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Memory Loss Fiction Competition Winner


1st Prize:  £150.00 Eve Green

 2nd Prize: £ 100.00 S. Denby

3rd Prize:  £   75.00 Chris Foster

The Ravages of Time


“Are you the Doctor? “ The voice was wobbly and laden with confusion.

I handed her the cup of tea, carefully making sure that her trembling fingers had gripped the cup firmly. “No, are you expecting one?”

She shook her head as confusion swept over her, “I don’t think I’m ill”

“I don’t either,” I agreed “You look in good health to me”

She leaned forward in a clandestine manner, “It’s just my flamin’ memory dear. So annoying, for example, I can’t find my glasses today and I need them if I’m going to do my knitting.”

“They are on your head, here….” I took them from her silken grey curls and handed them to her and she whooped in delight.

“Well now, fancy that, I looked everywhere…or, at least I think I did”

“What are you knitting?” I asked looking at the beautiful green wool in the basket by her wrinkled stocking legs.

“It’s a surprise, a jumper for my daughter”

I glanced at the cover of the pattern and saw the image of a young girl “How old is your daughter?”

She hesitated for a moment, brow furrowed as she dug deep for the answer, “I am terrible, I can’t remember exactly….I think she is ten or twelve. My dear, time does pass so quickly and children are never children for long. Do you have any?”

I shook my head, with a recent divorce and approaching my fortieth birthday, the likelihood for the patter of tiny feet weren’t good. I had never worried about it before but now, the years, empty and alone stretched ahead of me. I swallowed as a wave of emotion rose from the depths of my belly. “No children” I whispered.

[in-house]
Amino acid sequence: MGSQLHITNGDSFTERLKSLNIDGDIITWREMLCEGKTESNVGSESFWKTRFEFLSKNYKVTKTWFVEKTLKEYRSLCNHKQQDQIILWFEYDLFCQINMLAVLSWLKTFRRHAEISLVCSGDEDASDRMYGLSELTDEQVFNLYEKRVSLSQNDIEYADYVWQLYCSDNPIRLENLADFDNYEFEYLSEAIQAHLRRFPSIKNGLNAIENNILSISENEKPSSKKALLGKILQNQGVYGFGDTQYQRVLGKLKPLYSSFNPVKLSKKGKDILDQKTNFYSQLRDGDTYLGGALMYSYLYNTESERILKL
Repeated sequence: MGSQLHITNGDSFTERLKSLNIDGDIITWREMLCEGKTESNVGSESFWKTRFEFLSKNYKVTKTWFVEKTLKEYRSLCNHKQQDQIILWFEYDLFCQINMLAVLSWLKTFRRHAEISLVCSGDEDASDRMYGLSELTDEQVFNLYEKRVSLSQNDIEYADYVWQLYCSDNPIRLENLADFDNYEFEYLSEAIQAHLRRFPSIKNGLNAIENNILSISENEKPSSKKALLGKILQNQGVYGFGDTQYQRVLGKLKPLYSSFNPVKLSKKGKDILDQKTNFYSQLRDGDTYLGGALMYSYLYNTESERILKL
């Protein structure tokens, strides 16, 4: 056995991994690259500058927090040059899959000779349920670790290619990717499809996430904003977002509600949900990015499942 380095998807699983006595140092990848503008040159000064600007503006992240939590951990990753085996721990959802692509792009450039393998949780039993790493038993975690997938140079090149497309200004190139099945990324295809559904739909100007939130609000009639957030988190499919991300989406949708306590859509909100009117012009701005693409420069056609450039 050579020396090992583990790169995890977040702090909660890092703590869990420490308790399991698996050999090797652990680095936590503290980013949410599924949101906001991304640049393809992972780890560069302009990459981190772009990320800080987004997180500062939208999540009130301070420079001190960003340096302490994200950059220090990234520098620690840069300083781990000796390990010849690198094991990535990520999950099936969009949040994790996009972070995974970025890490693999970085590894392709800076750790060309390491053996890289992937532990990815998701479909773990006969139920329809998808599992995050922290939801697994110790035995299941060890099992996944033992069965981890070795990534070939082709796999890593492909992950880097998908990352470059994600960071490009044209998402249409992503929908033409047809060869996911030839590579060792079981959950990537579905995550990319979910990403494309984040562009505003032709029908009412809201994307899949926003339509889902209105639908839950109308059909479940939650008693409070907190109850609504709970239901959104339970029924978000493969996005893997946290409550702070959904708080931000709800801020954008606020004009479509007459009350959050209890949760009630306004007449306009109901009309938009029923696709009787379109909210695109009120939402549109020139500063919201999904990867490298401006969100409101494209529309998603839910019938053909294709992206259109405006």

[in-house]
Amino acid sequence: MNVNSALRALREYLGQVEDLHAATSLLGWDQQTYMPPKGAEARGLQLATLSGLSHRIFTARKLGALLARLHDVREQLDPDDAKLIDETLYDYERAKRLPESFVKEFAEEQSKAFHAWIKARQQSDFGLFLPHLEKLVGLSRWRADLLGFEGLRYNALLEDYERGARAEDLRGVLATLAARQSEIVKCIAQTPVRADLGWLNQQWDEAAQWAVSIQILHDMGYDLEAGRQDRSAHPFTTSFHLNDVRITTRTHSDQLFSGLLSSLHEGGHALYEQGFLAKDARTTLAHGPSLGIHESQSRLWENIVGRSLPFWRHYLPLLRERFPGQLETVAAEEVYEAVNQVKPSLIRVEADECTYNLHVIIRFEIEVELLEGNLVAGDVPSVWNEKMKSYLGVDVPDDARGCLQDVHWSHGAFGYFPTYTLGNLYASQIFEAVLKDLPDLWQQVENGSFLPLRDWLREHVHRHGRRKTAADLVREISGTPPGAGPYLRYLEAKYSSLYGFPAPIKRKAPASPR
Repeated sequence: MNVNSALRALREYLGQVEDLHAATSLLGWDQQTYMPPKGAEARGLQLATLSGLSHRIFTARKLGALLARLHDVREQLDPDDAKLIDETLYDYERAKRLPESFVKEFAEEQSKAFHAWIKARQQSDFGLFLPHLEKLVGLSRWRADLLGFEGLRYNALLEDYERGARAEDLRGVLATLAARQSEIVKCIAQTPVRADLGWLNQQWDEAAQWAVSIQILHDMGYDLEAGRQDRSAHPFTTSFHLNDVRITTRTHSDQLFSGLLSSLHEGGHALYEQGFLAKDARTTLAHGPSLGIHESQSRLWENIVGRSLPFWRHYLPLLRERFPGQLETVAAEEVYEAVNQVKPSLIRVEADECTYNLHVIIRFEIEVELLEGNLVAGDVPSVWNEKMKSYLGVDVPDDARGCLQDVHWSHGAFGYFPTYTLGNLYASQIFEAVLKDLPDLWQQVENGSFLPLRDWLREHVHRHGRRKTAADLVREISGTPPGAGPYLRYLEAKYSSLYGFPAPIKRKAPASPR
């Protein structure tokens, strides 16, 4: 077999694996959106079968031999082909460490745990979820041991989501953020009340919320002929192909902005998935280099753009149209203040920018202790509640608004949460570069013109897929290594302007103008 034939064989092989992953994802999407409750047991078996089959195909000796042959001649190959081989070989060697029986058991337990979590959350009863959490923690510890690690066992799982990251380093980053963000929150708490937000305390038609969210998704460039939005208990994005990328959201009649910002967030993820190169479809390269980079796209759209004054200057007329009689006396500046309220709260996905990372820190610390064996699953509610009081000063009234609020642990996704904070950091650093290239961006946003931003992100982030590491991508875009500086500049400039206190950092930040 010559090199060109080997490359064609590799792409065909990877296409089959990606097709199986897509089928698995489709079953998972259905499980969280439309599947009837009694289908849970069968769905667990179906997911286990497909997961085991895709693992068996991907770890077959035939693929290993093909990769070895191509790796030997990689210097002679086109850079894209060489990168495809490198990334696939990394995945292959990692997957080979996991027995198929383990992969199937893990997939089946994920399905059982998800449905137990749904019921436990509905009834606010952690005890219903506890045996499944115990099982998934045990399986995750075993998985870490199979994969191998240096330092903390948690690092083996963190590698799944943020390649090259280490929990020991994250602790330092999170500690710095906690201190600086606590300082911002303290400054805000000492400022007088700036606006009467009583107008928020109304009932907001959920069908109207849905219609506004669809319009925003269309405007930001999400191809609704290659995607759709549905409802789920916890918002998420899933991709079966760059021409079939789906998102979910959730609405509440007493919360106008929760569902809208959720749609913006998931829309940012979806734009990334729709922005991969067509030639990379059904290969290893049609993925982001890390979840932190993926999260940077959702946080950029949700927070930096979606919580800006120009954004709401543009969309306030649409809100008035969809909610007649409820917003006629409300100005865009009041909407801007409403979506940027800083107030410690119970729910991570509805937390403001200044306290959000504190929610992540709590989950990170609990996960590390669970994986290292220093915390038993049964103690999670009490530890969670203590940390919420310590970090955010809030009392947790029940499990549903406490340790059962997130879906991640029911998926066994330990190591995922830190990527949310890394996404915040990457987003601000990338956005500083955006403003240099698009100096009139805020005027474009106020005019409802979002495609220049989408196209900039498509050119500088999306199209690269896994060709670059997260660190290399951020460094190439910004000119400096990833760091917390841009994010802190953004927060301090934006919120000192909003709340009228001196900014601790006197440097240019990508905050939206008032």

We sat in comfortable silence for a bit and I watched the buzz of activities around the room. Nurses busied themselves pouring out drinks, administering drugs and getting their patients to stand for a few moments so as to keep the blood circulating to prevent sore areas developing and I admired their care and consideration. As a solicitor, our jobs could not have been further apart and yet for all of my lack of care, I was paid so much more. It didn’t seem fair.

 As I broke off my reverie, I noticed how peaceful she looked now that she was asleep. Her glasses were at an angle across her nose and her chest rose and fell with shallow breaths. She looked so tiny that it broke my heart.

Today wasn’t a good day for her. The Alzheimer’s had claimed a little more of her and there was no point staying, plus I had an overwhelming urge to escape and feel the fresh air on my skin. I don’t know if it was hot in the room or just that emotion was ripping me apart but I needed to get out of the care home. I stood up quietly, trying not to wake her up and walked away.

“There you are dear, hope you weren’t sneaking off? I was only having a little nap”

I turned to look at her quizzically.

She yawned as she struggled to sit up straight and straightened her glasses“Well come and give  your mother a kiss for goodness sake, I’ve been waiting ages, although a very nice lady kept me company for a while…or did I dream that?”

She held out her arms and I bent down and hugged her, struggling to hold back the tears. She was back, who knew for how long, but time was precious with her and I was only too glad to have my mum back with me because I missed her. I really missed her.

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